While Asia-Pacific remains the fastest-growing market for reinsurers, many of the region’s home-grown players are at risk of losing their dominance, according to an industry report by S&P Global Ratings.
According to the report, titled ‘Asia-Pacific’s Reinsurers: Evolve Or Dissolve?’, the reinsurers based in the region are facing a tough road ahead, as more complex pricing challenges – such as the hard-to-predict impact of urbanization and chaotic weather – and the need for risk diversification eat away at their advantages.
The report conducted a financial review of 18 regional reinsurers, which showed weakening returns and declining market share over the past three years. The reinsurers incurred underwriting losses for the past two years and had a lacklustre average return on equity of 2%.
According to S&P, part of this decline is cyclical: investment market volatility, higher compliance costs as regulations internationalise, and some major natural catastrophes. However, it also mentioned several structural challenges, such as mounting competition from all sides, technological disruption to business models, and the globalisation of regional players.
For the last point, the report gave examples in the acquisition of Chaucer Holdings by China Reinsurance (Group) Corp. in late 2018, or Samsung Fire & Marine Insurance’s plans to take a strategic stake in Canopius AG.
S&P said that the region’s large and domestically focused national reinsurers need to evolve their existing business models. The ratings agency expects more sophisticated pricing models, new distribution channels and products, and global diversification to set the tone for the next five years.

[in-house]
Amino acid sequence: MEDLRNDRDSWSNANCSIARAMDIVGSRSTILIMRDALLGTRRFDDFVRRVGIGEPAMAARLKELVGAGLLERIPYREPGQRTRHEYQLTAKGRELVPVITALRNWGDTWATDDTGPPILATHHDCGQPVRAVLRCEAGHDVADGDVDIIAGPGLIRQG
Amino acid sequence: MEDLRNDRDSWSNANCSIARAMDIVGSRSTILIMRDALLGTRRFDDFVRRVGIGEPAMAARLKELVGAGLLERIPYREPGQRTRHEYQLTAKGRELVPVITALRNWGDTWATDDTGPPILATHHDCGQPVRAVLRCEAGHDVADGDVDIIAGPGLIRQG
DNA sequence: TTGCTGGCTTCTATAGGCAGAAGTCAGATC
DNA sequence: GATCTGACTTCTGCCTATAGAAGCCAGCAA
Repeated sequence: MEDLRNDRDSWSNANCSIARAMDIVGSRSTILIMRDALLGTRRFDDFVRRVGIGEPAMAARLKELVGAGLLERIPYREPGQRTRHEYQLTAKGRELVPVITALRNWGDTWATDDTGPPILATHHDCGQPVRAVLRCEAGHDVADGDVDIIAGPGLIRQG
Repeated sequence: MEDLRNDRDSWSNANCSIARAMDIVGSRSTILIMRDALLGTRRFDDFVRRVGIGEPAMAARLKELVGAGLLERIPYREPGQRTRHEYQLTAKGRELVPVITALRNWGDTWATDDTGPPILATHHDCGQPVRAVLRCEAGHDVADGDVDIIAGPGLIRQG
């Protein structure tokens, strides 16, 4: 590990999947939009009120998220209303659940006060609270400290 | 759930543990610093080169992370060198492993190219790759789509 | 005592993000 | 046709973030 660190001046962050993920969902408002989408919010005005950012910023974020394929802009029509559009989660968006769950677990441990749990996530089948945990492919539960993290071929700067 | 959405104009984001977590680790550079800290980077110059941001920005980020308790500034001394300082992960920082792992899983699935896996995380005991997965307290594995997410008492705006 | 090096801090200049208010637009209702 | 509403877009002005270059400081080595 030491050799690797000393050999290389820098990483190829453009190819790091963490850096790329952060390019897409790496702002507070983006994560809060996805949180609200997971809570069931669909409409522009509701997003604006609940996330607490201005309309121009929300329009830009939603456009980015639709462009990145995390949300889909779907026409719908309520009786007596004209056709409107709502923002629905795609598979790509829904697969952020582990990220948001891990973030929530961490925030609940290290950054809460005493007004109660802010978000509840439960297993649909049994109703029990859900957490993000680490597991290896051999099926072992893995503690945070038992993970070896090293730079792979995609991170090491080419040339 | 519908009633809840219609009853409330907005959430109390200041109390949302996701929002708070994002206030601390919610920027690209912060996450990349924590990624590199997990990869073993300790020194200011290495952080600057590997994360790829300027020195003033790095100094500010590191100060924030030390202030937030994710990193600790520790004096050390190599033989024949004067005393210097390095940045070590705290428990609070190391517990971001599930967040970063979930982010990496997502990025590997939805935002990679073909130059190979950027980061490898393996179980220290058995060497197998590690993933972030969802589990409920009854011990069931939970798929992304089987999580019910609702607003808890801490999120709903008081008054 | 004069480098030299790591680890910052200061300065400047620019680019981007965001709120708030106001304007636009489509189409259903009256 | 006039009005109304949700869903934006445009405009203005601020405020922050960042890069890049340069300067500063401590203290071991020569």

Invest in pricing, diversification, and technology
“In line with global trends, we expect underwriting pricing power for Asia-Pacific reinsurers to strengthen,” the report said. “This underpins our stable outlook on the sector over the next year or two, despite challenges. A soft pricing cycle, further market inroads by alternative capital, and a run of natural disasters have eroded profits for the region’s reinsurers.”
Its analysis of the 18 Asia-Pacific reinsurers showed the companies’ average net combined ratio rose above 102% in 2017 and 2018, compared to 96.8% in 2016.
According to S&P, while these reinsurers have advantages in Asia-Pacific, their concentrated risk exposures expose them to earnings volatility. This is why many are seeking geographic diversity –though with varying success to date.
The report also advised reinsurers to harness technology in order to reap its financial benefits.
“We forecast Asia-Pacific reinsurers will increase technology spending substantially across the board: from drones to assess crops to better distribution and client-outreach. These investments are necessary to lower expenses in the long run,” it said.
The 18 reinsurers studied were: Asia Capital Re, Central Re, China Re, GIC Re, Korean Re, Malaysia Re, MS&AD Insurance, National Re, Peak Re, PICC Re, QBE Insurance, Qianhai Re, Singapore Re, Sompo Holdings, Taiping Re, Thai Re, Toa Re, and Tokio Marine.